Names with wings

ITS TITLE IS curious (but probably the best available, considering the content) and the frontispiece of a Greek warrior donning armour implies one may have picked up a book on ancient history by mistake. After that, it gets better by the page.

The system — or, more recently, perhaps, the lack thereof — of allocating names to British military aircraft and their engines is not a subject for the superficial aircraft enthusiast, but those with a serious interest will find this book to be a mine of information. The Greek gentleman could be Hercules, Hector or Lysander (we are not I told), but does it not seem more than a coincidence that the last two were army cooperation aircraft of the late 1930s? And, forgetting the Lockheed Martin import, why was the other one a piston engine? All is explained.

Gordon Wansbrough-White has clearly devoted a considerable part of his life to painstaking research in the official archives and elsewhere to unearth the documents which decreed, with legalistic precision worthy of the Civil Service, how military aviation equipment should be labelled. Of course, there have been several revisions through the years, and all are covered with liberal extracts from the actual documents.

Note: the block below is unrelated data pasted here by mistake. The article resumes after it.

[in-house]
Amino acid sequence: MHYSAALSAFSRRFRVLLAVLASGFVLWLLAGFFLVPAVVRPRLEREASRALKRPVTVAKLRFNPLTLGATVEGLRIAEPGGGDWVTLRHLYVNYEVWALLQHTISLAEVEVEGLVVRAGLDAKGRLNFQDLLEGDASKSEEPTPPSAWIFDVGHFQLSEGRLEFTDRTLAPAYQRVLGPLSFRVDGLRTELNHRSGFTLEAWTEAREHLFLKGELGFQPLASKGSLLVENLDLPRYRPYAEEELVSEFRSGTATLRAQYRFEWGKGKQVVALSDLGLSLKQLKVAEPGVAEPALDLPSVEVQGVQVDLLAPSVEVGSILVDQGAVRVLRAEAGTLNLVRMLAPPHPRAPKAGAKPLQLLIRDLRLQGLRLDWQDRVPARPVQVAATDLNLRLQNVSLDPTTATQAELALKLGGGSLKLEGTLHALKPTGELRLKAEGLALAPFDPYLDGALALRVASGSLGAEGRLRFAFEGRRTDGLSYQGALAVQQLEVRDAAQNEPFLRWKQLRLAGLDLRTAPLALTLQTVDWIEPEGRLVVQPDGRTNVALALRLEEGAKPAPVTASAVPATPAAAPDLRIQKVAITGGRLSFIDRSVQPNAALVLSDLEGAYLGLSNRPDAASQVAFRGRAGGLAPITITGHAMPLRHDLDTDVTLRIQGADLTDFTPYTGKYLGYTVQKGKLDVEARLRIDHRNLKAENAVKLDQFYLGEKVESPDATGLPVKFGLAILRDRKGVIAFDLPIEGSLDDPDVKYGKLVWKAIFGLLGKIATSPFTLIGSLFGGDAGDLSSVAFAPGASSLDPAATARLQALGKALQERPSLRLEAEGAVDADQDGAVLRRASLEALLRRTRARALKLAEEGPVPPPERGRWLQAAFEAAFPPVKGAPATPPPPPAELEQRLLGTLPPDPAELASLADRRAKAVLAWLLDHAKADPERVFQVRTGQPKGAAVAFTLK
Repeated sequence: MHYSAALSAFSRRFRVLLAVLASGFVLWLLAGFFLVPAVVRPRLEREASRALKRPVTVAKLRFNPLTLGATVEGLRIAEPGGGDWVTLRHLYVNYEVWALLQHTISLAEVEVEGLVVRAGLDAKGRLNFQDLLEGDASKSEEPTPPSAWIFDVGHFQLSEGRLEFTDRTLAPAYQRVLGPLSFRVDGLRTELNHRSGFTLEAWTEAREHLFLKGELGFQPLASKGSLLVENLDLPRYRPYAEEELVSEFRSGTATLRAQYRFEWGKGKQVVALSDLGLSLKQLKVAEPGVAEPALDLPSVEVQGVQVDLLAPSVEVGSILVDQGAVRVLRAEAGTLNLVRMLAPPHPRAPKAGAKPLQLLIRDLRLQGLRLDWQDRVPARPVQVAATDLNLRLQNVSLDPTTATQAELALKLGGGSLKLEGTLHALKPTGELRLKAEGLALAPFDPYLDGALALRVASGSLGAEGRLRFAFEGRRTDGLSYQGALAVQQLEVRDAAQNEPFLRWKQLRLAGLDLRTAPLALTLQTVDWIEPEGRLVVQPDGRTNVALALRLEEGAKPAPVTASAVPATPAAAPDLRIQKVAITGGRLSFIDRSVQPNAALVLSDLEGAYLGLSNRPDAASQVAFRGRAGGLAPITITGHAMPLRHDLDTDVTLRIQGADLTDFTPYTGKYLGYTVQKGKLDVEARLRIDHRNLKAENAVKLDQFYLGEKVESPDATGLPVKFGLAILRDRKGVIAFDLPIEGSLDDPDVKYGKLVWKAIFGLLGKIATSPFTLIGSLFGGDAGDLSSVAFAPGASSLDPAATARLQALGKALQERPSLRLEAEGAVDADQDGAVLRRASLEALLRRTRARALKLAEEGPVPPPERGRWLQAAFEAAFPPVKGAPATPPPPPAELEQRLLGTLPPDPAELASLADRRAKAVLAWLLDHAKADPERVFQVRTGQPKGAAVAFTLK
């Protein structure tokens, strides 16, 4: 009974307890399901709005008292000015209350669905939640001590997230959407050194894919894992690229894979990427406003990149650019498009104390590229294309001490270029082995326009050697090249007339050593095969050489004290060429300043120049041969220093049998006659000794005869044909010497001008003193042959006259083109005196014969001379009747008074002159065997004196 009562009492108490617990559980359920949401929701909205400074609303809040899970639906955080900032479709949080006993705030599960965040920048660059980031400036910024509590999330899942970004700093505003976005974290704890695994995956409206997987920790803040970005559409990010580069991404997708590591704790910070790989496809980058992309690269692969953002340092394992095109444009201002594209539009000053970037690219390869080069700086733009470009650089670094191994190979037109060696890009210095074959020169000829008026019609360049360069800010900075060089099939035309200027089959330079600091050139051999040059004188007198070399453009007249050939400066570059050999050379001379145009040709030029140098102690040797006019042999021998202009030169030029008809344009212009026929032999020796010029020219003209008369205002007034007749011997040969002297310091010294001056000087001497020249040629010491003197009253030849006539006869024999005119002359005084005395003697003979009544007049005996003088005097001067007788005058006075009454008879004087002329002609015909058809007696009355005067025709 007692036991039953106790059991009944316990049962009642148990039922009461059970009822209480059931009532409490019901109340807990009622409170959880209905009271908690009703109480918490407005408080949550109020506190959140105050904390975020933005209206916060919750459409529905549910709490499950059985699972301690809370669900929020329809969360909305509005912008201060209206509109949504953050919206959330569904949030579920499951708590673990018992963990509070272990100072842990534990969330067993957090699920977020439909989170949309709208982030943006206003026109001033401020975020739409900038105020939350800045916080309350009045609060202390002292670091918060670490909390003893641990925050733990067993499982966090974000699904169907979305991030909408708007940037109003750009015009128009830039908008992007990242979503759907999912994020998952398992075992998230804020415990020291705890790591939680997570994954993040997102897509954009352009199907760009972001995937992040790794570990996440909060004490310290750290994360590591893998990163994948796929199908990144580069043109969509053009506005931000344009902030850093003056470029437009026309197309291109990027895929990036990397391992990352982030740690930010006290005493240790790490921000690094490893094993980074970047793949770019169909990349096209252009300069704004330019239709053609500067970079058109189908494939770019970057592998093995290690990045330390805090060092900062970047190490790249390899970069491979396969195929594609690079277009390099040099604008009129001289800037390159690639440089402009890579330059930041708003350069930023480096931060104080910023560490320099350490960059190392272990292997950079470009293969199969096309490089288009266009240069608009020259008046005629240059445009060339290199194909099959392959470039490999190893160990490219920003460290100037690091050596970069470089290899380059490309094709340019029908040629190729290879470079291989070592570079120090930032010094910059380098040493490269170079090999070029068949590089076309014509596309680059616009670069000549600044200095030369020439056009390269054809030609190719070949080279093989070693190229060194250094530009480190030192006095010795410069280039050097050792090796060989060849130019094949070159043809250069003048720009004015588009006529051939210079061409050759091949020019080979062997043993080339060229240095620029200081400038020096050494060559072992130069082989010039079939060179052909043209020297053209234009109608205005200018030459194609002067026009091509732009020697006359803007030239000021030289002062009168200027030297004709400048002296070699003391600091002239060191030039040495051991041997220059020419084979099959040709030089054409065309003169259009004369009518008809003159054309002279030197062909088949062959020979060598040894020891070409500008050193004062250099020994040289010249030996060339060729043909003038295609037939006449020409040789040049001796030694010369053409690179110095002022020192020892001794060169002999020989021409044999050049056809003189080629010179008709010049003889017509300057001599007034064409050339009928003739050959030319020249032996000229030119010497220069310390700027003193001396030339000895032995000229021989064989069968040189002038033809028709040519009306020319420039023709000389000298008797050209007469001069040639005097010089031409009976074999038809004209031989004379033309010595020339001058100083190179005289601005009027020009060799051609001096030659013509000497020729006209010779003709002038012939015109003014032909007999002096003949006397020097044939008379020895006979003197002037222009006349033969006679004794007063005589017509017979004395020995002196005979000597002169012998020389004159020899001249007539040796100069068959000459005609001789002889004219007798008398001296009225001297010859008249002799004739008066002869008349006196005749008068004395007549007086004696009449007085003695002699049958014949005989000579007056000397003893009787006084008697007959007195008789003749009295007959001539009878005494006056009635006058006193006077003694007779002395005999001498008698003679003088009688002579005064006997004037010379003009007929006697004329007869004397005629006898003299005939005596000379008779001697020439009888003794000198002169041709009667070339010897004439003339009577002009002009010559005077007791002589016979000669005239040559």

If that were all, the book would be interesting only to the most determined researcher. However, the author presents the information logically, with appropriate explanation and adds a wealth of background detail in order to educate the novice reader. Some systems were more inspired than others and, for example, page 33 describes the narrow margin by which RAF history was spared the likes of the Fairy Faggot, Blackburn Baboon, Armstrong-Whitworth Accomplice and Short Shoveller (all names which were genuinely short-listed for use).

With that foundation laid, Wansbrough-White elaborates on classifications (such as famous people, insects, mythology), then does the same for some of the better-known examples (Anson, Meteor, Tornado etc). The book finishes with a 70-page comprehensive alphabetical cross-reference, with brief historical notes and name derivations, from FBA A&B 1914 flying-boat, nicknamed the Flying Banana to Kassel Zogling, 1935 glider. Illustrations a-plenty, all in black and white, come mostly from the journal Aeroplane.

The only possible criticism is that the book does not contain an appendix on the parallel system of assigning mark numbers and role prefix letters, which are covered more in passing than in detail in the main text. Required reading for all interested in British Military aviation history.

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